Film&TV, Fuinneamh

Bizarre psychological thriller ‘Don’t Worry Darling’ is sure to fascinate viewers

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Set in the ’50s, Alice (Florence Pugh) and Jack (Harry Styles) are living the perfect life in the refined town of Victory.

The couple is hot for each other – they lead sociable and exciting lives, party hard and still manage to have their perfect little suburban life with no worries and everything where it should be.

That is until Alice begins envisioning disturbing memories and surreal images which hint at a far from perfect situation.

Though there is some controversy about the film in terms of Harry Style’s acting, the film pulls you in.

From the first ten minutes, something felt uneasy about this quaint little town of perfect lives and good looks, but I still didn’t know exactly what it was. There was an air of uneasiness and even guilt which came through the screen, and suspense and anticipation furthered as you could feel Pugh’s suspicions becoming harder to ignore.

The plot is great and more about the disturbing truth of Jack’s love for Alice. The themes of Don’t Worry Darling were strategically revealed and made the movie one that I would recommend to anyone.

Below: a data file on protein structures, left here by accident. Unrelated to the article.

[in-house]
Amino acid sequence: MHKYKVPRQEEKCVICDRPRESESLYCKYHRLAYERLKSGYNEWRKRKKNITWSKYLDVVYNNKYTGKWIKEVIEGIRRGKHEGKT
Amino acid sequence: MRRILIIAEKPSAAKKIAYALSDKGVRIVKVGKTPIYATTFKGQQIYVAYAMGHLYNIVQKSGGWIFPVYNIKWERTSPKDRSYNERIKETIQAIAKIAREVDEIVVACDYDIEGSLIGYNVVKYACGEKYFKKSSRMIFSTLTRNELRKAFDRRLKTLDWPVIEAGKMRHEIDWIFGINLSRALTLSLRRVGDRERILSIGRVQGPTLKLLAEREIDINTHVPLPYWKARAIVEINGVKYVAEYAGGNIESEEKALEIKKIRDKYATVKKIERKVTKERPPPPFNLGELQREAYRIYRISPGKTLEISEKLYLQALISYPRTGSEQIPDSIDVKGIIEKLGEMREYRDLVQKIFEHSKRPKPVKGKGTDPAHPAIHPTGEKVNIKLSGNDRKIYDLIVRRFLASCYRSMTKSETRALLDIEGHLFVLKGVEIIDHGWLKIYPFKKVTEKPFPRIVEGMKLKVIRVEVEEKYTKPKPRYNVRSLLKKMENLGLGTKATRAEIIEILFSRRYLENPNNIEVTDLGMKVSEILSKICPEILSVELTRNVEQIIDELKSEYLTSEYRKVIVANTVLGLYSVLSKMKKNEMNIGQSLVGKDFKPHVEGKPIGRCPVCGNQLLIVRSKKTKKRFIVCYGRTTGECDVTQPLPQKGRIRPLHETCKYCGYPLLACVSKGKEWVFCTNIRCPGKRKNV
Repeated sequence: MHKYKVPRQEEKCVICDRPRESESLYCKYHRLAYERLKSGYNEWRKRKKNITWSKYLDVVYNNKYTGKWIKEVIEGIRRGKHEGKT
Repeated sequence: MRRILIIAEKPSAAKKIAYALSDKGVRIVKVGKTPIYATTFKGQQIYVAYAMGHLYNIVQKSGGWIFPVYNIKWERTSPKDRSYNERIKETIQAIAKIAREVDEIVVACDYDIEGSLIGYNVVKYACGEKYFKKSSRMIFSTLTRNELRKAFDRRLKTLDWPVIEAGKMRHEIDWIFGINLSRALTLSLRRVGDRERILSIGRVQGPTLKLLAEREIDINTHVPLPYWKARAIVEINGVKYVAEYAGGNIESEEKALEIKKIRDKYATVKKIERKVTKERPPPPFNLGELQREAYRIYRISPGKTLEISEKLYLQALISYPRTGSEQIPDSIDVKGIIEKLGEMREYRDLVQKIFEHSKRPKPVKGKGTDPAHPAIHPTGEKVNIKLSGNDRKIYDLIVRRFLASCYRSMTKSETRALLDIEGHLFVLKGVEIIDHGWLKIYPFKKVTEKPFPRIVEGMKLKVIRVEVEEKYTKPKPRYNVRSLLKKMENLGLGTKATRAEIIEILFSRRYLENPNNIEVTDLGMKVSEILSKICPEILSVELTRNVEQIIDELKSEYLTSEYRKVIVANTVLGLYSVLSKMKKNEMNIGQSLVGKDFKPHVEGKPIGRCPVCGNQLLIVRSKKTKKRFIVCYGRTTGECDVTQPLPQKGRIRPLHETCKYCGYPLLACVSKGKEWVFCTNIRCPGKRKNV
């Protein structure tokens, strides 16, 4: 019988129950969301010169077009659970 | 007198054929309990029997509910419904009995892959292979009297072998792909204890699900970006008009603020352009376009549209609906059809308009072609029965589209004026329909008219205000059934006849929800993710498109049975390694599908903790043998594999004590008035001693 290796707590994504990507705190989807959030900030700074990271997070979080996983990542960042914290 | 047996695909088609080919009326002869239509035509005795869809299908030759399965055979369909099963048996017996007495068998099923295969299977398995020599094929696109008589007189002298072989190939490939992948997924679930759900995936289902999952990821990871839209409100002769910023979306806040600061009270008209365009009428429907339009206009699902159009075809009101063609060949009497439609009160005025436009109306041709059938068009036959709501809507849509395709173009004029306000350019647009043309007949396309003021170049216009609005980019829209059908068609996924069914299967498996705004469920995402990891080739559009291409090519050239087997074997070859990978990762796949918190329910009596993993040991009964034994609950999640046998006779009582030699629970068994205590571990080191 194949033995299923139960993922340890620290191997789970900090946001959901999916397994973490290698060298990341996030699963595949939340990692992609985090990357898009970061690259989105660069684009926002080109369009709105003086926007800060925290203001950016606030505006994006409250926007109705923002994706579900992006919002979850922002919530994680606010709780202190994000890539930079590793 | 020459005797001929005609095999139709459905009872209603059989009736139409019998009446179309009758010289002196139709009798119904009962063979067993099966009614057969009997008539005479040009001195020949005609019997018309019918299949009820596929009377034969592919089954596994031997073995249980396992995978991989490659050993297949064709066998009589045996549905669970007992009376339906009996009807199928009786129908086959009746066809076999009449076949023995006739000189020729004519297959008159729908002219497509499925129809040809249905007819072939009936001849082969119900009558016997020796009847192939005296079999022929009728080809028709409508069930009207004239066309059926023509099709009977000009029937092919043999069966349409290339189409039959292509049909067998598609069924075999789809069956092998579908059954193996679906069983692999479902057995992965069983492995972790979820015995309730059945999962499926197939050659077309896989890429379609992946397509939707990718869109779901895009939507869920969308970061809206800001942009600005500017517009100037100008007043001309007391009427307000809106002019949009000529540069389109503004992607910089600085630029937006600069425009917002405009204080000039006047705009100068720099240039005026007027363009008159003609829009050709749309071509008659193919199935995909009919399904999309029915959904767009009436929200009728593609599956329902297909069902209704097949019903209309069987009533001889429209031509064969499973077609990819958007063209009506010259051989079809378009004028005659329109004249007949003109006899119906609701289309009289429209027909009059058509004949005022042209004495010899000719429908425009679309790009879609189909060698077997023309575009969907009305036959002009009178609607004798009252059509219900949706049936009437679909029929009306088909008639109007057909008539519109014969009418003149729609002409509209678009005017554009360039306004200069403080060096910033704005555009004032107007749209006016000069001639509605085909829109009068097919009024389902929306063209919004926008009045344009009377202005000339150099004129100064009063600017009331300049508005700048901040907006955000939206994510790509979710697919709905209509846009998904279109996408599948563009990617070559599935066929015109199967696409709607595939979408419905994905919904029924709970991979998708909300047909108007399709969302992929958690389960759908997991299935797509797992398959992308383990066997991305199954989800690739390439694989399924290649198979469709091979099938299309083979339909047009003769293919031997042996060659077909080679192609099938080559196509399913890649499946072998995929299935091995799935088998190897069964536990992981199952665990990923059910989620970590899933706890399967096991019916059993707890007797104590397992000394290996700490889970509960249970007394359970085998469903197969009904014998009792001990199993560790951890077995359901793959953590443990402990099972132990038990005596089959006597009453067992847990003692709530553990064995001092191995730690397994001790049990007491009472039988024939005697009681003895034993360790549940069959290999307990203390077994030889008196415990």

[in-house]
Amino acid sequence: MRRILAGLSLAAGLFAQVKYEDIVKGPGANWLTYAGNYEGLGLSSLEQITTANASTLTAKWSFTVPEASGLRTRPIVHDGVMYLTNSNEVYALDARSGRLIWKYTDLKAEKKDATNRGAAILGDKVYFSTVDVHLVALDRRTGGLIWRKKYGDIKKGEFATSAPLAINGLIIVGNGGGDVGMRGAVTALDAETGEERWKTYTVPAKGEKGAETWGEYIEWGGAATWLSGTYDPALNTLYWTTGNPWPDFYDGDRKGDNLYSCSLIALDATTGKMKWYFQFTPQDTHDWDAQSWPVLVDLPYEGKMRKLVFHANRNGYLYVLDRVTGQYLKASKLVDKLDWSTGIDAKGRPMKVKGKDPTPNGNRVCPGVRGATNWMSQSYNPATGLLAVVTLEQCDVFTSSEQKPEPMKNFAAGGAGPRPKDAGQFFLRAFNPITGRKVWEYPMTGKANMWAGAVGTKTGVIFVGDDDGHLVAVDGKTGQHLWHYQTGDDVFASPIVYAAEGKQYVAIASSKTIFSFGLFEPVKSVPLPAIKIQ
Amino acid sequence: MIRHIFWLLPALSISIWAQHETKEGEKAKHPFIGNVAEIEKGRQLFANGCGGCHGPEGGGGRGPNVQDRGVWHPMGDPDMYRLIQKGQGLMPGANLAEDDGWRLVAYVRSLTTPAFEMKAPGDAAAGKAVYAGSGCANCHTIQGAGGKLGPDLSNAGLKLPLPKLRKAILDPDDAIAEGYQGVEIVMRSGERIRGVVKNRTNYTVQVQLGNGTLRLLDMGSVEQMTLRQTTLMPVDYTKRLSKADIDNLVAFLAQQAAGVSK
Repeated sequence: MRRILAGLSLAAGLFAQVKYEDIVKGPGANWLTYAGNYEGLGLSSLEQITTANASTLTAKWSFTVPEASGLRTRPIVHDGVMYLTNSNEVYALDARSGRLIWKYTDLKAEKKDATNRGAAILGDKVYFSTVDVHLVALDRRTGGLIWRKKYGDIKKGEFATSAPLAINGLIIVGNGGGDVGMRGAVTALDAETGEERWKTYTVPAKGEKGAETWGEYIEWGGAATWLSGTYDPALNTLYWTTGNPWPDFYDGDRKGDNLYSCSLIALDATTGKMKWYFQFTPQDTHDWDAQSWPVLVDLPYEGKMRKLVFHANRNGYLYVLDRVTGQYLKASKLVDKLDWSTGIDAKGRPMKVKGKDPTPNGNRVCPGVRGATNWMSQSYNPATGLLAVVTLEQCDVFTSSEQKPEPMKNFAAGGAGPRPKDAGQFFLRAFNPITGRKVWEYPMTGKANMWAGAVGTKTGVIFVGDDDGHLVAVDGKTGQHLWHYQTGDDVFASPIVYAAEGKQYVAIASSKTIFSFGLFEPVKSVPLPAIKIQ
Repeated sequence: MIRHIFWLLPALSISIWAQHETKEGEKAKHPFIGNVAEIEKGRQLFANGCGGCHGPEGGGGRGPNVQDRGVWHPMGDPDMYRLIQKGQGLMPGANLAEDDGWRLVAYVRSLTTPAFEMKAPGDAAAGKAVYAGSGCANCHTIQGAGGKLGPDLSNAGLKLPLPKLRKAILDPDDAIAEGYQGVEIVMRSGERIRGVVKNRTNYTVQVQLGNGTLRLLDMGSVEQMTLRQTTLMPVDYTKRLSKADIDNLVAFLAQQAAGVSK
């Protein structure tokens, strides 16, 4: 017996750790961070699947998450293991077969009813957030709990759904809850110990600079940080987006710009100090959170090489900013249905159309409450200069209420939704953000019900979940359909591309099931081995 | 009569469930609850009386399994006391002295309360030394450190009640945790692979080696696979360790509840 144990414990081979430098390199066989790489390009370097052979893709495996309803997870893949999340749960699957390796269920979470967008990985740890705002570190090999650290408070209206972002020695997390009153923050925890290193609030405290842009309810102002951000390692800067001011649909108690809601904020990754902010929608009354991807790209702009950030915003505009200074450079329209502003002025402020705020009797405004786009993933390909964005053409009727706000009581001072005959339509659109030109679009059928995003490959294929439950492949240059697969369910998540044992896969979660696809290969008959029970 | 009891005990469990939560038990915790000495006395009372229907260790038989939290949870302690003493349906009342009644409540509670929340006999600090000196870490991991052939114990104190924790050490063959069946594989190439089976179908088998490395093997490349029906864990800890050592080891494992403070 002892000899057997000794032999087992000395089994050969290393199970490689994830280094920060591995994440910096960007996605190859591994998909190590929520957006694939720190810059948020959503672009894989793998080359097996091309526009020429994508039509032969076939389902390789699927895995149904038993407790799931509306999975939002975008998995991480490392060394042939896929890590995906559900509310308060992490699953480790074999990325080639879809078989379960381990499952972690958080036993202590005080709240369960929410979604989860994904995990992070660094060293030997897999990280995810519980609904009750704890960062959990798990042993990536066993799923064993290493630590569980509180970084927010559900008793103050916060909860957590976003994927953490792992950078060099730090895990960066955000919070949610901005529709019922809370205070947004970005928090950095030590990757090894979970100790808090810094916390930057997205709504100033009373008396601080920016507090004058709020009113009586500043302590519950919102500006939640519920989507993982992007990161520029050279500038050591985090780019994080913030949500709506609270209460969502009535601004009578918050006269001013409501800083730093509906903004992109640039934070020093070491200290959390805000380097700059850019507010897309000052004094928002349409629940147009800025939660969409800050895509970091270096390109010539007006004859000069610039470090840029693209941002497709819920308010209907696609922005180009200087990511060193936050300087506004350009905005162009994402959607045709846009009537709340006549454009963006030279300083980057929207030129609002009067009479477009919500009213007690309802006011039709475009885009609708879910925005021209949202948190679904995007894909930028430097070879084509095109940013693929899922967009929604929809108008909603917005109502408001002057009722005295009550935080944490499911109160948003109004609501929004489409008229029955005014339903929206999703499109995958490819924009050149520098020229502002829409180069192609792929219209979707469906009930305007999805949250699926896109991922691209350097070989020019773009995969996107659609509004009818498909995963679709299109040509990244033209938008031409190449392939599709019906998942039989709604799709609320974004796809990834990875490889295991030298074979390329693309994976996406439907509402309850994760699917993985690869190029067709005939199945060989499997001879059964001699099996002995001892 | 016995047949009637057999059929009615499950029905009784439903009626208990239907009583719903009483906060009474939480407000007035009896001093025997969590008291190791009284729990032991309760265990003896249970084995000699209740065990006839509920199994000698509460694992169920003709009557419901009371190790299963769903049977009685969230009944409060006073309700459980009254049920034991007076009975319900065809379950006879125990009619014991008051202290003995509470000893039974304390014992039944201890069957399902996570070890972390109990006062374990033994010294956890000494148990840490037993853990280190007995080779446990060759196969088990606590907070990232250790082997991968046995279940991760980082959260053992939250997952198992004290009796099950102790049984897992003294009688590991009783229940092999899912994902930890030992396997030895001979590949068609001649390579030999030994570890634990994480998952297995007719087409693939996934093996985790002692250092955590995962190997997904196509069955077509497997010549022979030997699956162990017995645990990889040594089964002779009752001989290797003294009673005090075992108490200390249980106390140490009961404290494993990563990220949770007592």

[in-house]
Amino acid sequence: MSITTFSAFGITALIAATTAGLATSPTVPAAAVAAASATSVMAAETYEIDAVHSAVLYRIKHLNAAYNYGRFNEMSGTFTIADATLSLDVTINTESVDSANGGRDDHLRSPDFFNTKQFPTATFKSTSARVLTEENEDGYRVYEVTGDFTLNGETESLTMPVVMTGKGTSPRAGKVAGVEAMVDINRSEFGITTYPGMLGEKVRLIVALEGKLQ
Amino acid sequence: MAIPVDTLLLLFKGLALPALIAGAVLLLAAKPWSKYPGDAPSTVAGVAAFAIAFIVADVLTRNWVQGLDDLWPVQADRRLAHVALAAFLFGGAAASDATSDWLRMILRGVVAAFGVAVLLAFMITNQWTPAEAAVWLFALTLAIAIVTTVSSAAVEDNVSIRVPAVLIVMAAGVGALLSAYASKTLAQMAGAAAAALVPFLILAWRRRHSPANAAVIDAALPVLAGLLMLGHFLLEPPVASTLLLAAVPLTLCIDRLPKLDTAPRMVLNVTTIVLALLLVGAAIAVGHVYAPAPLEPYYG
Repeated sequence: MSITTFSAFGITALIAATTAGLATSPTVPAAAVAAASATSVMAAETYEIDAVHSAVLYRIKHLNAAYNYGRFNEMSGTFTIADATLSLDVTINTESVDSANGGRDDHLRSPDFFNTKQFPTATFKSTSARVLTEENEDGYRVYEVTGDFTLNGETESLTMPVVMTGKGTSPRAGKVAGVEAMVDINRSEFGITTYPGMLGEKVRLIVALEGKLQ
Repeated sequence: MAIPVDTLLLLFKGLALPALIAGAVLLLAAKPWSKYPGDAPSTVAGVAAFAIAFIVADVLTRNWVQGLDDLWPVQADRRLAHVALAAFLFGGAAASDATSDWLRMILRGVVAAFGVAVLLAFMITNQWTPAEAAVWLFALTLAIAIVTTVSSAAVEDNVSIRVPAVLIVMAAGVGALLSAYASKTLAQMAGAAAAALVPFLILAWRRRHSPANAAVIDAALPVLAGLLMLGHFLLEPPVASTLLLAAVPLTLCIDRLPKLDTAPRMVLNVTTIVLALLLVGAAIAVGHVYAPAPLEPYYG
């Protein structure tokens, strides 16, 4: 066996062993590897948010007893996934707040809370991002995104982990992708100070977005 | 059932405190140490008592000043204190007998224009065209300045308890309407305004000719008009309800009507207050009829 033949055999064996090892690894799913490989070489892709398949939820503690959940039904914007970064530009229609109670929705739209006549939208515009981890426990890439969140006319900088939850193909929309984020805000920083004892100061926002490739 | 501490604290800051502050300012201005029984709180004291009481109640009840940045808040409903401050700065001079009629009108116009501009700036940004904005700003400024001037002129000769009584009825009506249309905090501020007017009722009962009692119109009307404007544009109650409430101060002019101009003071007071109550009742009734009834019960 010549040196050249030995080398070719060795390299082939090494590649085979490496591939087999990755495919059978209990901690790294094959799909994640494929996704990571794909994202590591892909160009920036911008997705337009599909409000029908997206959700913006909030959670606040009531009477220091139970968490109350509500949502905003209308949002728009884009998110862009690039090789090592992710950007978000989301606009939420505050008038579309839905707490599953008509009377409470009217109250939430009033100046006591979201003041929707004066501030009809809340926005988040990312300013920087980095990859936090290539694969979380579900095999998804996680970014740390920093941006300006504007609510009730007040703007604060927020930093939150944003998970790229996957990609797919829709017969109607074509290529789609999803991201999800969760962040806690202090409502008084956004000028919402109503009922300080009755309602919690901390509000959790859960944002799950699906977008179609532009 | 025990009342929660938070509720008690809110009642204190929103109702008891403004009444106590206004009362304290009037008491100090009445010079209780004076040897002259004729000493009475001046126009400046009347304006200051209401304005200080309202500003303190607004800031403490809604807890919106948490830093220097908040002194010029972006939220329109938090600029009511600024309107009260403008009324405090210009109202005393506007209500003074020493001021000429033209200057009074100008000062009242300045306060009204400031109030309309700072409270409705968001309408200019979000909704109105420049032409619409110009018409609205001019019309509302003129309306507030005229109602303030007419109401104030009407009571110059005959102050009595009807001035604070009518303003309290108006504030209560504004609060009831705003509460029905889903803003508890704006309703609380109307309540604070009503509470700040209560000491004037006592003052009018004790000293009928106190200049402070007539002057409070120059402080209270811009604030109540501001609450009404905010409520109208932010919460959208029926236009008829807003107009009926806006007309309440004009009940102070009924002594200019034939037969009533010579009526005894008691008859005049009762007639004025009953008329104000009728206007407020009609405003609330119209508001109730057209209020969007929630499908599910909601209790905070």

There is much controversy about the film – mainly centred around the relationship that blossomed between Olivia Wilde, the film’s director and Harry Styles along with a supposed falling out between Wilde and Pugh.

But if one is to avoid partaking in pointless internet drama, the film should be recognised in its own right as a great dystopian story which brings to light an interesting portrayal of gender politics and even includes sudden bursts of feminism.

Critics have given mixed reviews about the film saying it was decent overall, but many parts, in my opinion, do not work. If you take any film from a critical point of view most of them would not be considered perfect. However, Wilde portrayed the themes in the film well, yet the film may have performed better if it was not categorised as a dystopian thriller/horror.

When seeing Harry Styles on the big screen it’s hard to feel scared. However, this role was fantastic for him, as it shows he isn’t afraid to take on darker roles. His acting could do with some refinement, but he did a good enough job to not take away from or dampen the enjoyment of the film!

Pugh’s performance was phenomenal, with it was clear that she was the more experienced lead – her experience and comfort in front of the camera was obvious.

The film may not be perfect, but it is definitely a great movie and one I would recommend. Not to mention, whether you like the movie or not, it sparks conversation – be it about its general strangeness, eccentricity, acting, themes, or plot.

I don’t know if my opinion is a popular one, but I must say, I thought it was great!

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